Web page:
What is an as-built drawing, and why do you need one?

Whether you are buying your first franchise or your twenty-first, one of the first steps you must take after signing many documents is to find a location for your new enterprise.

As many experienced franchisees have learned, the franchise corporation is helpful in providing training, guidance, and design specifications for the new business in the form of a prototype requirement document. However, franchisors are not going to hold the new franchisees hand throughout the entire process. One area where responsibility lies solely with the franchisee is finding, negotiating, and securing a location for the business.

An important part of securing a location for a new franchise is understanding the requirements for building out that space. In many instances, franchisees may have limited knowledge of those requirements beyond the recommended square footage they are seeking.

Finding a 1,500 square foot space in a perfect location is great however just looking at a space will not provide you a full picture of the possibilities challenges and pitfalls of that space. Particularly as it relates to the specific needs and requirements of your franchise.

For this reason, it is critical that franchisees invest in a thorough site survey prior to investing in commercial property. Perhaps the most import product of that survey will be an As-Built Drawing. One might assume that commercial or retail properties come with a detailed set of architectural and engineering documents for the franchise to utilize as they move through the process. Unfortunately, in our experience, the majority of commercial or retail properties do not keep a good record of architectural and engineering documents for the spaces they are leasing.

In the event that the location you have selected does have drawings available to review, those drawings may not represent exactly what is existing in the space. During construction of a space things change from time to time from the initial design intent. Those changes may not be reflected in the set of documents on file with the building management.

An as-built set of drawings is the set of architectural and engineering drawings in most cases submitted by the general contractor at the end of a project. The set of drawings not only captures the original design intent for the space but also captures those items that have been revised during construction. For example, if a space was designed to have ten electrical outlets and, during construction, the franchisee asked for five more. The as-built drawing should reflect the addition of those five new outlets.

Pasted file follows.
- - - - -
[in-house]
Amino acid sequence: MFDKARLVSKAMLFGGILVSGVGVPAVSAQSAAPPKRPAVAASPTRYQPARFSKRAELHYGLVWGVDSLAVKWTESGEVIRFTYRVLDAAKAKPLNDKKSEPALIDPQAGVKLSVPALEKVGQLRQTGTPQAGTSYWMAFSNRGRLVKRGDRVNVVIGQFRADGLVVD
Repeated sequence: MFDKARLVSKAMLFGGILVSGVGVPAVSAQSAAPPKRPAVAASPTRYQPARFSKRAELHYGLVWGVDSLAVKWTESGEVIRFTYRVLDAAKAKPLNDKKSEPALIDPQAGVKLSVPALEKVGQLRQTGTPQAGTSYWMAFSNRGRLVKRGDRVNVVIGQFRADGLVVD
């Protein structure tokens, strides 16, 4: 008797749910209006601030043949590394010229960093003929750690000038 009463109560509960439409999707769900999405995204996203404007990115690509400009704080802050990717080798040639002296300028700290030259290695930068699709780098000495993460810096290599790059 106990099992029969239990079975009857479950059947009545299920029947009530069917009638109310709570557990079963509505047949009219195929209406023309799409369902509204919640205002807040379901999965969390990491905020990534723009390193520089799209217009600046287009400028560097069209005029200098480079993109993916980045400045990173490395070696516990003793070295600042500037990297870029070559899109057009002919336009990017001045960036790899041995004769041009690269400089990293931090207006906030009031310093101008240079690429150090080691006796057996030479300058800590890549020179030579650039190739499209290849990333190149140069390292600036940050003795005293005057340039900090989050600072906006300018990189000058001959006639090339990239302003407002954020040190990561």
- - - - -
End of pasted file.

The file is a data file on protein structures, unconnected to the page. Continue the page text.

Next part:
Having a comprehensive plan of a property is critical in determining if and how the elements, features, and necessities of your specific franchise will fit in a space. If you are opening a restaurant and need gas lines for stoves and ovens, you need to know if those lines already exist and where they exist to determine if the location is appropriate. If you are opening a salon, you need to know where the plumbing is in order to determine where to locate your hair-wash stations.

As a franchise owner, you likely have the vision to walk into a location and imagine how your new business will fit. But without the As-Built, you are not seeing the entire picture. And investing in a property without first having as-built drawings in hand would be the same as walking around a car and buying it without looking under the hood. You could be handed the keys only to find out that it won’t start because the engine is missing pistons, the wiring is frayed, and the muffler is filled with holes.

With as-built drawings in hand, new franchise owners can make the most informed decision about a property, and potentially save thousands of dollars that could be wasted on selecting a problematic location. Unexpected construction costs, lost time and delayed openings may be the result of not fully understanding what it is you are buying.

You may also be interested in:

  1. A Site Survey Can Save Your Time, Your Money, And Your Sanity

  2. In A Site Survey Report, More Information Isn't Always Better

  3. In Building Your Franchise, Don't Go It Alone

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